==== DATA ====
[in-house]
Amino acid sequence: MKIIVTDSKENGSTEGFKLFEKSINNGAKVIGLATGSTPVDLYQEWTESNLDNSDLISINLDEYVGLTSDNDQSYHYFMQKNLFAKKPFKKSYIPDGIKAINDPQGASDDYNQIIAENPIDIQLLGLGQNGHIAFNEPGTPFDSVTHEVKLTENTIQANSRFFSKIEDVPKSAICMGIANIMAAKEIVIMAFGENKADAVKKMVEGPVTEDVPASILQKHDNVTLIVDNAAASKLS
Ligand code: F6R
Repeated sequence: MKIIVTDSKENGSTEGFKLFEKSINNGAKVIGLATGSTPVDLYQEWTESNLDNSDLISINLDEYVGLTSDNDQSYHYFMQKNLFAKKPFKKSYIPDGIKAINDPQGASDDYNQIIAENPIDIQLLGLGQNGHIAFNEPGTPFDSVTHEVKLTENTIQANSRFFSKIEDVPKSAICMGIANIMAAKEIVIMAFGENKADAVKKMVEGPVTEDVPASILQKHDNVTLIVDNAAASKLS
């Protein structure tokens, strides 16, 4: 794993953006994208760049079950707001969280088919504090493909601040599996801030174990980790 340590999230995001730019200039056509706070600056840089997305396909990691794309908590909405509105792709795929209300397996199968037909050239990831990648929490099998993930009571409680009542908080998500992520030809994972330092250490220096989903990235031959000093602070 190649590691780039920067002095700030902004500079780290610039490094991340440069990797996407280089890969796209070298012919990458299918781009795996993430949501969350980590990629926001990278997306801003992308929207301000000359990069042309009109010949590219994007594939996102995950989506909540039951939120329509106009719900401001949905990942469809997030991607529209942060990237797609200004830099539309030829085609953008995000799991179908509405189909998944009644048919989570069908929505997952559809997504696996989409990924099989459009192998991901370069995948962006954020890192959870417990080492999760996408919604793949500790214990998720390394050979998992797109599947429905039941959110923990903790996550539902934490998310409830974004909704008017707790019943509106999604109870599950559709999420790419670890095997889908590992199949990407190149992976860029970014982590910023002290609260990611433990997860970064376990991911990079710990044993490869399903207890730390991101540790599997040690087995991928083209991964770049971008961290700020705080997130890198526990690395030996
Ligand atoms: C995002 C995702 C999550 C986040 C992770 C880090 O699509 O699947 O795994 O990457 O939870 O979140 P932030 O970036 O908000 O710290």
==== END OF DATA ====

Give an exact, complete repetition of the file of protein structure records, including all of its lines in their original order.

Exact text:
[in-house]
Amino acid sequence: MKIIVTDSKENGSTEGFKLFEKSINNGAKVIGLATGSTPVDLYQEWTESNLDNSDLISINLDEYVGLTSDNDQSYHYFMQKNLFAKKPFKKSYIPDGIKAINDPQGASDDYNQIIAENPIDIQLLGLGQNGHIAFNEPGTPFDSVTHEVKLTENTIQANSRFFSKIEDVPKSAICMGIANIMAAKEIVIMAFGENKADAVKKMVEGPVTEDVPASILQKHDNVTLIVDNAAASKLS
Ligand code: F6R
Repeated sequence: MKIIVTDSKENGSTEGFKLFEKSINNGAKVIGLATGSTPVDLYQEWTESNLDNSDLISINLDEYVGLTSDNDQSYHYFMQKNLFAKKPFKKSYIPDGIKAINDPQGASDDYNQIIAENPIDIQLLGLGQNGHIAFNEPGTPFDSVTHEVKLTENTIQANSRFFSKIEDVPKSAICMGIANIMAAKEIVIMAFGENKADAVKKMVEGPVTEDVPASILQKHDNVTLIVDNAAASKLS
């Protein structure tokens, strides 16, 4: 794993953006994208760049079950707001969280088919504090493909601040599996801030174990980790 340590999230995001730019200039056509706070600056840089997305396909990691794309908590909405509105792709795929209300397996199968037909050239990831990648929490099998993930009571409680009542908080998500992520030809994972330092250490220096989903990235031959000093602070 190649590691780039920067002095700030902004500079780290610039490094991340440069990797996407280089890969796209070298012919990458299918781009795996993430949501969350980590990629926001990278997306801003992308929207301000000359990069042309009109010949590219994007594939996102995950989506909540039951939120329509106009719900401001949905990942469809997030991607529209942060990237797609200004830099539309030829085609953008995000799991179908509405189909998944009644048919989570069908929505997952559809997504696996989409990924099989459009192998991901370069995948962006954020890192959870417990080492999760996408919604793949500790214990998720390394050979998992797109599947429905039941959110923990903790996550539902934490998310409830974004909704008017707790019943509106999604109870599950559709999420790419670890095997889908590992199949990407190149992976860029970014982590910023002290609260990611433990997860970064376990991911990079710990044993490869399903207890730390991101540790599997040690087995991928083209991964770049971008961290700020705080997130890198526990690395030996
Ligand atoms: C995002 C995702 C999550 C986040 C992770 C880090 O699509 O699947 O795994 O990457 O939870 O979140 P932030 O970036 O908000 O710290």